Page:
"Imperial Overstretch is indispensable reading for anyone seeking to understand the underlying motives for the US invasion of Iraq. Placing the Iraqi occupation in the context of the administration's imperial design, the authors highlight the fatal flaws in its' destructive drive for global domination."-Michael Klare, author of Blood and Oil: The Dangers and Consequences of America's Petroleum Dependency

"Imperial Overstretch is a sweeping view of the history of US empire, the economic and military underpinnings of this empire, and the rise of the petro-military complex under the Bush administration. It is essential reading for those wishing to understand the rise of the neo-cons, the political birthing of George Bush and the imperial hijacking of September 11. But most of all, Imperial Overstretch is an urgent call to the American public to join the global movement against corporate and military domination, to jointly slay the imperial beast that is a menace to us at home and abroad."—Medea Benjamin, co-founder of Global Exchange and the women's peace group CodePink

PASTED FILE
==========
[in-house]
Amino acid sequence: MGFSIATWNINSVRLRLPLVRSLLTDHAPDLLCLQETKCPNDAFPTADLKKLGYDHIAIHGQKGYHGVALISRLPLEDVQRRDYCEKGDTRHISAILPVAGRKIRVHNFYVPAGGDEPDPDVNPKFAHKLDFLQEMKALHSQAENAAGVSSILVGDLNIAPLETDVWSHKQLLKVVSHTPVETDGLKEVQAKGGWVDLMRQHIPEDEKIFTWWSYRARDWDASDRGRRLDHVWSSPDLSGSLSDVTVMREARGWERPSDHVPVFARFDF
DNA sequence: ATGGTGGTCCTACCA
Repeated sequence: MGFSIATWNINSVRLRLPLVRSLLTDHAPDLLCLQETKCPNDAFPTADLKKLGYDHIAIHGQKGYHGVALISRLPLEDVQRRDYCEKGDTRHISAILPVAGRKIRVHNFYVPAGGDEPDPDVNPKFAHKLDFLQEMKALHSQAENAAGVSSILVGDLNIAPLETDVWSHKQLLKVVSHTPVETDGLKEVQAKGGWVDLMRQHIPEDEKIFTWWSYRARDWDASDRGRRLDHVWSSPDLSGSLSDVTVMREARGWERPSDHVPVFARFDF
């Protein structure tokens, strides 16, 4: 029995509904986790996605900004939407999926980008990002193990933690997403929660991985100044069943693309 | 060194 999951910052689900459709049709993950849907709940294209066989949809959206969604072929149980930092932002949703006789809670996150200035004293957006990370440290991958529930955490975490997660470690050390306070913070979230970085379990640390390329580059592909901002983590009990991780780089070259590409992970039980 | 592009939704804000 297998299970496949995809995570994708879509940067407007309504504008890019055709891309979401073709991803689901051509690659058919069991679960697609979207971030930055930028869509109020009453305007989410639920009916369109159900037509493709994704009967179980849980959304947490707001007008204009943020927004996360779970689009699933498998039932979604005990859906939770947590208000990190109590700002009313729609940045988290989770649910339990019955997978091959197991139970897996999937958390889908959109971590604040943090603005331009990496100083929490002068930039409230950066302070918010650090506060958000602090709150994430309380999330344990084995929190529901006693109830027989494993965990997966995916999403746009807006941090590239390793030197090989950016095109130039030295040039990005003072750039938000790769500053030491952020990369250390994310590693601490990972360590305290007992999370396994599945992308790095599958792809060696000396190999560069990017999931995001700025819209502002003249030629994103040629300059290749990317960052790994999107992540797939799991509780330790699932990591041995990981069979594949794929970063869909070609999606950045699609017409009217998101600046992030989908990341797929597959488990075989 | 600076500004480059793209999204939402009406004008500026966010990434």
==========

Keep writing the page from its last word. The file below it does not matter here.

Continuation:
"As at time when American imperialism is in a particularly brutal and violent phase, this book 0is essential reading."-David Barsamian, Alternative Radio, and co-author with Arundhati Roy of The Checkbook and the Cruise Missile and with Noam Chomsky of Propaganda and the Public Mind

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Product Details

  • ISBN-13: 9781842774960
  • Publisher: Zed Books
  • Publication date: 10/15/2004
  • Edition number: 1
  • Pages: 224
  • Product dimensions: 5.50 (w) x 8.50 (h) x 0.68 (d)

Meet the Author